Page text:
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AAA Music | 28 January 2022

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Allo Darlin’ – Allo Darlin’

| On 26, Jun 2010

Of the millions upon millions of hardcore bands in the world, Bands that knock the teeth out of the jaws of unsuspecting listeners with sheer brute noise, bands that could start a mosh pit in the queue of your local post office on a Sunday morning, you’d expect one of them would be the brains behind a song called Henry Rollins Don’t Dance. Well it turns out the band that did write that song sound a lot like Teenage Fanclub and sing love songs about cooking. I’ll wait for you to find the socks I’ve just BLOWN OFF!

<Ahem> quite. Anyway, Allo Darlin’ are a London based quartet that are indie in the classic sense, more Belle and Sebastian than Bloc Party. Songs are characterized by interweaving boy-girl vocals, lazily strummed acoustic guitars and Ukuleles and utterly heart-rending melodies that place Allo Darlin’ among the small breadth of new bands that are not so much ones to watch as ones that are genuinely great bands in their own right. Seriously, it’s rare you get a band so fully formed on their debut record.

However, like most bands of Allo Darlins nature, their songs adhere to a pretty rigid structure, but they manage to make every song stand out, which is fucking unprecedented but it does beg the question as to whether they can pull off that trick in, say, five years time. But as it is it makes for an excellent debut album. First single Dreaming begins things with a slightly off kilter mix of dream-pop and surf, showing their killer way with a melody and the way that while the voices on the record contrast something stupendous they sound impeccable. Especially Elizabeth Morris’ intoxicating croon, which still can’t quite pull off the baffling Scottish brogue she seems to put on in the chorus of Kiss Your Lips.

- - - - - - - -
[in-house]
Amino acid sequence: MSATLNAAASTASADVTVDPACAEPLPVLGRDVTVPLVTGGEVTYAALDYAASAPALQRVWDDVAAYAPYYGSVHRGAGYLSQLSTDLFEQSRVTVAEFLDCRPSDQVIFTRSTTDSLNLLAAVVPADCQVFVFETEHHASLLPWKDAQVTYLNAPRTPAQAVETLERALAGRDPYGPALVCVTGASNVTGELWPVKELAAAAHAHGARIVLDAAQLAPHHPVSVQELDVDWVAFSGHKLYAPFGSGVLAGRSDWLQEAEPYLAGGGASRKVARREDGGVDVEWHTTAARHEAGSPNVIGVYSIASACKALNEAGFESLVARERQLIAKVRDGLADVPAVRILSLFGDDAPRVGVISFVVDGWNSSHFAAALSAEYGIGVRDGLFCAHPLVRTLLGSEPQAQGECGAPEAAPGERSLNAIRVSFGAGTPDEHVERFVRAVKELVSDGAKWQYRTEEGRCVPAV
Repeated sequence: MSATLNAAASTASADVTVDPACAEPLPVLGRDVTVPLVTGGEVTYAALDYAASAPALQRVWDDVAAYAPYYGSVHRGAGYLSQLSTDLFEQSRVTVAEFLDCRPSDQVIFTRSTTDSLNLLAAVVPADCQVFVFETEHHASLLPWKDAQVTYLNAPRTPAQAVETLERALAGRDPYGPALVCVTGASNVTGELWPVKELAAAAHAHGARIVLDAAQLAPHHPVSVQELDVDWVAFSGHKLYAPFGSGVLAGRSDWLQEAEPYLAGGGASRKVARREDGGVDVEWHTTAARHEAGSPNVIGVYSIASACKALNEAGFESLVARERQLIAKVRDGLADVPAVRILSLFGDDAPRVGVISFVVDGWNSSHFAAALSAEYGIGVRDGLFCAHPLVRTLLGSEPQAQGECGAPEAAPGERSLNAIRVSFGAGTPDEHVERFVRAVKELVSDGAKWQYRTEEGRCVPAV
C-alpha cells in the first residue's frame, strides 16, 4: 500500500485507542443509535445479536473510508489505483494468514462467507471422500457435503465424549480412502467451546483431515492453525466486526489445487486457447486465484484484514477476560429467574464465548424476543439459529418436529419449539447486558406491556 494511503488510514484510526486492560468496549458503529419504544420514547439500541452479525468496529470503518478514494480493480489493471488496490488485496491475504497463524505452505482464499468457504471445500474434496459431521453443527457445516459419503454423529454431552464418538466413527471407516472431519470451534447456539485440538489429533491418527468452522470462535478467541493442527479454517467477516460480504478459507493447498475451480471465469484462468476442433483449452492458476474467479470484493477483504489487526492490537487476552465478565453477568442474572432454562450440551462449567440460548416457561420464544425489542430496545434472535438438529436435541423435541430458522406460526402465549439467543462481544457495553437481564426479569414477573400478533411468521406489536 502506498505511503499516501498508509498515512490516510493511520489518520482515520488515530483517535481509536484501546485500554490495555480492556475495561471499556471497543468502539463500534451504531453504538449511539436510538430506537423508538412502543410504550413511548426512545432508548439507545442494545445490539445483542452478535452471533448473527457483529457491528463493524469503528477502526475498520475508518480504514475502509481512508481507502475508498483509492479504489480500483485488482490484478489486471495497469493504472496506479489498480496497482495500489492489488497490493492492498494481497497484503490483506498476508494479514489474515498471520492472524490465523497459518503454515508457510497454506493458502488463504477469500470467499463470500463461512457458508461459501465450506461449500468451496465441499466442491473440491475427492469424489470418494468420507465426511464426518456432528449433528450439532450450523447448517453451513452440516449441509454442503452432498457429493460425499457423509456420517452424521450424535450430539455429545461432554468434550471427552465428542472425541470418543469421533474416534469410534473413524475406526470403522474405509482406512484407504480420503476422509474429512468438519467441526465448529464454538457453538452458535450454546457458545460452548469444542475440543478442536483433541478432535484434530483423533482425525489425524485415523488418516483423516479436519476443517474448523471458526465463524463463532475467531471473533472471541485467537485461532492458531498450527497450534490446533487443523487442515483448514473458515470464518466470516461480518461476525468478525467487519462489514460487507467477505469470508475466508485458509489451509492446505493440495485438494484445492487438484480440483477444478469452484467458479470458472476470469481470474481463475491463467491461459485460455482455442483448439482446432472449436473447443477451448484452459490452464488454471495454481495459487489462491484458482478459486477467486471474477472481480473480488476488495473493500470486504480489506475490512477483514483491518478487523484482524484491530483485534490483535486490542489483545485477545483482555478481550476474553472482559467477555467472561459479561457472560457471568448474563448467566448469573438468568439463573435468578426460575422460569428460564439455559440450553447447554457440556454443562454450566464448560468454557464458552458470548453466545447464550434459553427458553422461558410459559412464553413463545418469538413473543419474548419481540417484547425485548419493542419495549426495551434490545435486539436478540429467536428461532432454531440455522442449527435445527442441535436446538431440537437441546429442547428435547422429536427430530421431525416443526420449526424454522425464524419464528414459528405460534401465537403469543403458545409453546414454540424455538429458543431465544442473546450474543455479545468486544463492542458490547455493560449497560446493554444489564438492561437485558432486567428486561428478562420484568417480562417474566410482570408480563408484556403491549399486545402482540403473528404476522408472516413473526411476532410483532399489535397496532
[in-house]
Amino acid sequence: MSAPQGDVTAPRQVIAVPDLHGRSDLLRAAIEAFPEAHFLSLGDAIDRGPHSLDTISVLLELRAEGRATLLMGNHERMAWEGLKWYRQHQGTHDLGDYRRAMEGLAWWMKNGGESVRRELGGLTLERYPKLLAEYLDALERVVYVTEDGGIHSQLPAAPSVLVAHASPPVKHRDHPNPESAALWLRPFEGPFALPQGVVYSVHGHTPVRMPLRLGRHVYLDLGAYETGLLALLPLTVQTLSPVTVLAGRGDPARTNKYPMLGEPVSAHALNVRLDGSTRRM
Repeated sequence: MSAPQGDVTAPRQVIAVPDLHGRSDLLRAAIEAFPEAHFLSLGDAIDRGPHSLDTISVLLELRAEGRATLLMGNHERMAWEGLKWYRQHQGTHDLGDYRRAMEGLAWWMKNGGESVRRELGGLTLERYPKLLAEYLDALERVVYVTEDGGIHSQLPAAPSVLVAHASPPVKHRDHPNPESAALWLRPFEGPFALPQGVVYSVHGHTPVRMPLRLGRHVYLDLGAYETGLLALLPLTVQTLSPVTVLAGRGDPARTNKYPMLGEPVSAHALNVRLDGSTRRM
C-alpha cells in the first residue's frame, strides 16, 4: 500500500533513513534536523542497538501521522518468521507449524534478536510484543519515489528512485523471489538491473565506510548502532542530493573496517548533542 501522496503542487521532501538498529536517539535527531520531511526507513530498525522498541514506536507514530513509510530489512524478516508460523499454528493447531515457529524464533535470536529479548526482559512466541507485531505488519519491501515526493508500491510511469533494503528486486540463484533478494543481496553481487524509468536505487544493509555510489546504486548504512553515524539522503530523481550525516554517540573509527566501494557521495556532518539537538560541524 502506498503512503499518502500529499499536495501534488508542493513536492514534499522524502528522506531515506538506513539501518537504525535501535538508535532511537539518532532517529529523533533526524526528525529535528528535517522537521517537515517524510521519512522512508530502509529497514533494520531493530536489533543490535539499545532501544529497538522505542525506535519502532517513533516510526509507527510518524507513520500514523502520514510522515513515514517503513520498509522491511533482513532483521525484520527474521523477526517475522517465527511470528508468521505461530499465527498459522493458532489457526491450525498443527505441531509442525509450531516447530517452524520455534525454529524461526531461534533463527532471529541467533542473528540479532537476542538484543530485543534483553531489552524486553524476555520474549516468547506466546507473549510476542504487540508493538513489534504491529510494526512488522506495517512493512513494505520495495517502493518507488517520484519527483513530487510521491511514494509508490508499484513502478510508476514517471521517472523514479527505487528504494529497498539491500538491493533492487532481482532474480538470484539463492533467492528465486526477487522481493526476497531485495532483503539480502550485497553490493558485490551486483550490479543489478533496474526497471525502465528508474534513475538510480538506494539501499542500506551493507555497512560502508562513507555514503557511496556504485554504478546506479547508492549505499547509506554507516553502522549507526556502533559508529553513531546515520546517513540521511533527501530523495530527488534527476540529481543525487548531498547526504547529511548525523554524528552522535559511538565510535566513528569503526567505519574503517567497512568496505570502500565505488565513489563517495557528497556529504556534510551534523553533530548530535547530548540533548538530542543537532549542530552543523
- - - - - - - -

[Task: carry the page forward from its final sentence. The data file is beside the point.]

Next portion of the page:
Morris’ lyrics prove to be an acquired taste. She must be some sort of diarist if her highly autobiographical lyrics are anything to go by, it can sometimes be naively romantic, like on the gently sweet Heartbeat Chilli, or it can be incongruous and toe curling, like the Weezer name drop in Kiss Your Lips clunking like an Anvil on a marble floor. To be honest the slight awkwardness that pervades the record does give it a sense of charm but sometimes it can get a little too much.

As pop songs go however these are genuinely fantastic. Morris says that the songs that she wrote on her ukulele felt more natural than the ones on Guitar and piano and she’s bang on there. These songs are as natural as a breath of fresh air and twice as invigorating. In short, this is an album to fall in love with, and to fall in love to. Genuinely fantastic.

Author: Will Howard